fork-in-path

Read part 1 & 2 of the story here –

Message in a Pen – I

Message in a Pen – II

Neelam came to take the exam. She was flanked by two burly cousins who did not allow any male to come near her. She had a chat with Ruchi, Sneha, Amrita and Kiran for a few moments. The girls were left shaken. Neelam’s left eye was surrounded by a black patch. There was an ugly red bump on her forehead and her lower lip was swollen. She was walking with difficulty. She took the exam and went quietly back to her home in the car. No one saw her slip a pen in Ruchi’s hands which she later gave to Saahil.

The five of us gathered in Saahil’s room as soon as we reached the hostel. He opened the pen and a paper protruded out of it. There was no refill inside it. The paper was folded multiple times and pushed in the base. Saahil pulled it out and opened it. It was a message from Neelam. He read it and passed it over to us. 

Saahil,

I might not be able to write again. They have locked me up in a room. Dad beats me up everyday. I don’t feel the pain anymore. My left hand is numb. He twisted it too much.

My love, I have agreed to marry someone else. Dad says that if we try to elope, he will dig us out and hack you to pieces in front of me. He can do that Saahil. I am not able to sleep at nights.

Sweetheart,

I want you to go and find happiness without me. Our friends were right but we were hopelessly in love. I will never regret loving you but I cannot bear the thought of seeing your dead body. I will live happily knowing that you are alive somewhere.

I know what I am asking will be unacceptable to you but time will heal everything Saahil. You will fall in love again. And me. Don’t think of me as heartless. I have to think of happiness so that I don’t go mad in these walls.

Give my love to the gang.

Neelam 

                                                *           *           * 

“You think I chickened out that day, don’t you? The day the message came in the pen?” Saahil asked.

“No, I don’t. This is not a movie,” I said. The breeze was still playing with the swings.

“You think ours was not a true love?”

I remained silent.

“I loved Neelam. The day I saw her during the exams, I was furious. I wanted to go and kill her dad. How could he do this to his own daughter? And what would it have solved?”

“It’s just that I think you and Neelam gave up too easily. It’s like…”

“It’s like Neelam and I am glad that we parted, that I do not live with a sad expression on my face, that I do not always remember my past, that I do not  make my wife realize that there was someone else in my life earlier and was snatched away from me,” Saahil completed it for me.

“I am sorry but yes, that is what comes to my mind. It is as if both of you were relieved that you got rid of each other.”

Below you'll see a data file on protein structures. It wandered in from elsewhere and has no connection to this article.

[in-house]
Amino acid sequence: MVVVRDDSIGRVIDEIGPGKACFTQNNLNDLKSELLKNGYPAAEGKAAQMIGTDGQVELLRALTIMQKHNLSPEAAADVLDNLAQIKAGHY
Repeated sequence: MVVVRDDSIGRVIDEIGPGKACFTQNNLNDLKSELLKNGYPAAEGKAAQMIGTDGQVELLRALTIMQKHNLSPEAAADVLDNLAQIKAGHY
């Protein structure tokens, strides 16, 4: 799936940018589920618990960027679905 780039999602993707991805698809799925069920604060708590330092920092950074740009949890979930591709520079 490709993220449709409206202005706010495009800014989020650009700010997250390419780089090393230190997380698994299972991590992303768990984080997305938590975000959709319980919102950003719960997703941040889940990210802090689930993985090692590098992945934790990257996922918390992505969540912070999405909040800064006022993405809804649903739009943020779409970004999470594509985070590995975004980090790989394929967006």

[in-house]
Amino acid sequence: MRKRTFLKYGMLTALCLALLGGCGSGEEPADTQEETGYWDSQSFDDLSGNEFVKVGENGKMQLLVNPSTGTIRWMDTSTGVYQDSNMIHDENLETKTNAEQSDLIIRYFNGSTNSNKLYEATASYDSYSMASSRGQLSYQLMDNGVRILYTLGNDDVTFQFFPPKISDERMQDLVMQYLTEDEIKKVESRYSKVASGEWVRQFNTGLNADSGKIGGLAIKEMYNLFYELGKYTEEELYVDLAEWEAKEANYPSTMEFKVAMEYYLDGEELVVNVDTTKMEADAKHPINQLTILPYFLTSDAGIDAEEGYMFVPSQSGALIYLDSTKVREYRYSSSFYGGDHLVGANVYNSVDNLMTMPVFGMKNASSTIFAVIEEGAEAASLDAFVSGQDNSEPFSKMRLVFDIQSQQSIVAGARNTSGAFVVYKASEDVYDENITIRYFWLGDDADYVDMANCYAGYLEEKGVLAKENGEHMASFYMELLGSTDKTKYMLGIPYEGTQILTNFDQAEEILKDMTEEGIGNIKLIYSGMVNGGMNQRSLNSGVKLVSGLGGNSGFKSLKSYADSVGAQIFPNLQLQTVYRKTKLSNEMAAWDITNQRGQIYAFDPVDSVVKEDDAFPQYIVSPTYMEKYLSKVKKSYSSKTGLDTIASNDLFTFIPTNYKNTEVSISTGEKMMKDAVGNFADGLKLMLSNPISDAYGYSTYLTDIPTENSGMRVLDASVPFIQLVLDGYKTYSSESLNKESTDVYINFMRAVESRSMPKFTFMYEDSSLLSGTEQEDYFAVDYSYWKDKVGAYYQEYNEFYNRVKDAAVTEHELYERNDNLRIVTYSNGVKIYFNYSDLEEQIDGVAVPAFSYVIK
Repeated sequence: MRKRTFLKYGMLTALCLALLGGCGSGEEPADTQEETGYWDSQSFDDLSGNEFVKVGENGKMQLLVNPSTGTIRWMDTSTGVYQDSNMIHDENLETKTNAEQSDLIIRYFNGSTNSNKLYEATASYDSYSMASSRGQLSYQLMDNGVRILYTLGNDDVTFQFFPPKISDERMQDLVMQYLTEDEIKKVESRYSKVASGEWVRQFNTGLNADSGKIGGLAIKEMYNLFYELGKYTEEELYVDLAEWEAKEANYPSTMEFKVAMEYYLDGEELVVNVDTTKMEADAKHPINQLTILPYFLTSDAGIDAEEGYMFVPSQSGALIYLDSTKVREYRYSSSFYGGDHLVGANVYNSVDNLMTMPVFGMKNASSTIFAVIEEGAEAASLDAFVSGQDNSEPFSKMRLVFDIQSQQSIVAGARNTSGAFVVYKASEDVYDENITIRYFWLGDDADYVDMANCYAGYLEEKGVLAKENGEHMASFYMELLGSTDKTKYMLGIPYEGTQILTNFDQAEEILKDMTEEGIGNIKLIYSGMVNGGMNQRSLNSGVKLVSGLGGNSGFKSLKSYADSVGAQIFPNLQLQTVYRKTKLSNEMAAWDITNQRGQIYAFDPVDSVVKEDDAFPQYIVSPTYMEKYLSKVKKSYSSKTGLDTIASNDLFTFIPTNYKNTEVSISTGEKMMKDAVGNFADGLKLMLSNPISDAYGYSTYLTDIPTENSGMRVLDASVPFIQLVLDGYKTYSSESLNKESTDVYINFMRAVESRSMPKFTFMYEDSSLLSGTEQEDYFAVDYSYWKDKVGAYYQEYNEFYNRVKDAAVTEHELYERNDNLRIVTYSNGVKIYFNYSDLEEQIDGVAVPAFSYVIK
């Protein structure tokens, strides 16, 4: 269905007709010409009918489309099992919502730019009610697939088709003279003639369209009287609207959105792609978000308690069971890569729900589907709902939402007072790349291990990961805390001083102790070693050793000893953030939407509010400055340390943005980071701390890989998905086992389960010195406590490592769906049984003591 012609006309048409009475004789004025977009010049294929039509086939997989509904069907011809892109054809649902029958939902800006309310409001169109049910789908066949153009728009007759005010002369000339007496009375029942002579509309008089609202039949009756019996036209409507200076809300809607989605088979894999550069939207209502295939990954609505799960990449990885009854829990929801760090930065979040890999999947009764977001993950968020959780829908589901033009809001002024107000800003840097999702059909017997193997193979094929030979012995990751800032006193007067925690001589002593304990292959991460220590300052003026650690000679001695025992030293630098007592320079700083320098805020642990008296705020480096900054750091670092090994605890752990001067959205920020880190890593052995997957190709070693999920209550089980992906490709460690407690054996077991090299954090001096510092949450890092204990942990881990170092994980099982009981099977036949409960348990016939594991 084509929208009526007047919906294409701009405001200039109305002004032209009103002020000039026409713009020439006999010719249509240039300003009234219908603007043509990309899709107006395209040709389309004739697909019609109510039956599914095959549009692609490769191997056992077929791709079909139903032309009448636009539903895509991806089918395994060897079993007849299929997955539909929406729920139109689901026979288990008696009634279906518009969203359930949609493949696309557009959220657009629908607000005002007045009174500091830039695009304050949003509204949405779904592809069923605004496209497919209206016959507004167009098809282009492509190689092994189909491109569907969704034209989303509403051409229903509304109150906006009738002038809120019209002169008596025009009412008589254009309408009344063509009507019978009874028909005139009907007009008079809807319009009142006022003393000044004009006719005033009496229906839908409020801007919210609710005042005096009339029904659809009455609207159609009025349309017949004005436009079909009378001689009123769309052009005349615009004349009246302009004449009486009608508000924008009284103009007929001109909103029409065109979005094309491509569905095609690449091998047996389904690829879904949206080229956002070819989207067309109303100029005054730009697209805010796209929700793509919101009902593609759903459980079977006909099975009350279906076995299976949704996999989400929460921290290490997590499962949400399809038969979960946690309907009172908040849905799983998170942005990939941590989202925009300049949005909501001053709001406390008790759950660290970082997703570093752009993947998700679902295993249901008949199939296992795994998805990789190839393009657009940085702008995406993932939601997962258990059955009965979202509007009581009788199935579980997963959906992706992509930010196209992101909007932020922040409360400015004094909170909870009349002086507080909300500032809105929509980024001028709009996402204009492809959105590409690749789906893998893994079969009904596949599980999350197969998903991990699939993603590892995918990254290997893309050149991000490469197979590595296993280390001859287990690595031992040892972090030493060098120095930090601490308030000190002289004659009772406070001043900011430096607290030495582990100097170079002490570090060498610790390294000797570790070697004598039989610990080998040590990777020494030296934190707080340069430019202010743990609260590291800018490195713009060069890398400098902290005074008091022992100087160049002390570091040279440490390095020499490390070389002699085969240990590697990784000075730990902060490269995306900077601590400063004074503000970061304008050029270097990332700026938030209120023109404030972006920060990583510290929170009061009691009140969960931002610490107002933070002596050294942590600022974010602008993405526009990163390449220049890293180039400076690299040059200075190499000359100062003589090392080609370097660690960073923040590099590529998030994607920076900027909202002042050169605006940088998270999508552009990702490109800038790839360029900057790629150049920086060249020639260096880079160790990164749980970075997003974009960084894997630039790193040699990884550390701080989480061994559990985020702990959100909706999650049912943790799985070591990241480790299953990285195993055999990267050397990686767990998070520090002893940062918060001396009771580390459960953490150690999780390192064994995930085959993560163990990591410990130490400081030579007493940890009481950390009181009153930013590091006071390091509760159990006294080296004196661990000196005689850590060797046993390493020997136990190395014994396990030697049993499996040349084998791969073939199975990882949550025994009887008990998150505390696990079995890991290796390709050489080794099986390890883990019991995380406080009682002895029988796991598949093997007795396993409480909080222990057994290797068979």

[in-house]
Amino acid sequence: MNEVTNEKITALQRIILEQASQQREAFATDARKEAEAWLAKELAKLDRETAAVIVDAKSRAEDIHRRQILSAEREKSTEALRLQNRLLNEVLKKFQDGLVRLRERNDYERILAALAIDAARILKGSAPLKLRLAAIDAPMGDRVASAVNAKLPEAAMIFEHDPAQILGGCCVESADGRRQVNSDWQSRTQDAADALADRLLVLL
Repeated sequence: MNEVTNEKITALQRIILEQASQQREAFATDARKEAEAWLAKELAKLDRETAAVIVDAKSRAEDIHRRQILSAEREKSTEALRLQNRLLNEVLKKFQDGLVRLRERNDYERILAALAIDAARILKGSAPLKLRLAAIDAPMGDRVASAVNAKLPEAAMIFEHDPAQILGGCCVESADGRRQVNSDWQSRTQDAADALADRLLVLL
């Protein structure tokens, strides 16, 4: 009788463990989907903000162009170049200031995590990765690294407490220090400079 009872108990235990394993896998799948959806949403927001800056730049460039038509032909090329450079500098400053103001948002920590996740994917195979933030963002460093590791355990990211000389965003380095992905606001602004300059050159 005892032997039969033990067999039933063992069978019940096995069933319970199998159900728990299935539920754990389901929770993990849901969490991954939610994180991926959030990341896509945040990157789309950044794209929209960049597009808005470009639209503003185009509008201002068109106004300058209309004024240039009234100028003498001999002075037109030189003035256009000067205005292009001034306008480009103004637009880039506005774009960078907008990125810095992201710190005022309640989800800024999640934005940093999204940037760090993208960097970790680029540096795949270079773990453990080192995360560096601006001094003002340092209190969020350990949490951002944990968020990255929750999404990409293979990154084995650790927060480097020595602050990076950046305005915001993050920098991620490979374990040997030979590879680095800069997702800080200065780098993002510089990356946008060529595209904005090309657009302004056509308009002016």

“No. We were not. You saw how I barely passed the exams, how I used to sit in the hostel room and cry all day.  You were there. Do you expect me to do that all my life? Our happiness is not confined to one person. I had to dig out my happiness again after she was gone. I had to because I was going nuts. And now I should feel bad that I tried to find love again and succeeded?”

On an impulse I looked towards my left and saw Kirti standing at the door of the house and looking at us. She was far away and could not hear us but her expression said it all. She then smiled and went inside.

“Did you talk to the others about it?”

“Of course I did. I wanted to talk to you too but you were so unapproachable. You had drawn walls around yourself. We barely talked in the last three years. Thank God you are back.”

“I was completely shaken up by the incident. I always thought our country was progressing.”

“Outsourced jobs, more money and shiny cars cannot change the mindset,” Saahil said.

“I guess you are right. I am sorry for everything. I should have talked to you earlier. I don’t know what I was thinking,” I said after sitting silently for a dozen heartbeats.

“I cannot live my life starting every thought with a what-if. I had to forget Neelam to live. That does not mean that I did not love her and that does not mean that I love Kirti less.”

I nodded and looked up at his face. Both of us smiled and then stood up and hugged.

“Welcome back,” Saahil said. 

As we moved towards the house, I slowed my steps so that Saahil got a bit ahead of me. I took out a folded piece of paper from my pocket and tore it in two. I then crumpled it and threw it away. The wind took the pieces towards the swings. There was no need for me to preserve Neelam’s message anymore. It was time to move ahead.

“All ok?” Rajat asked as we entered.

“All ok,” I said.  

Saahil went and sat with Kirti and put his arm around her as she placed her head on his shoulder. 

                                                *           *           * 

The train entered the tunnel and a cool breeze brushed my face as I mulled over what had happened today. It came to me that the way we look at it, our definition of love is quite monochromatic. But when you go through the layers of your life, you begin to realize that our understanding of love is very similar to our understanding of the universe. Unimaginable dimensions of it will always remain unexplored and so our characterization of love will always remain elementary. It is not just the warmth that spreads through our heart; it is not just the pain that obliterate our soul. We discover it when we are not searching for it; we find it in remote inaccessible corners of our heart, when the light of hope has almost diminished, when we believe that our soul is too ravaged to mend by its touch, when we are sure that we are done with it.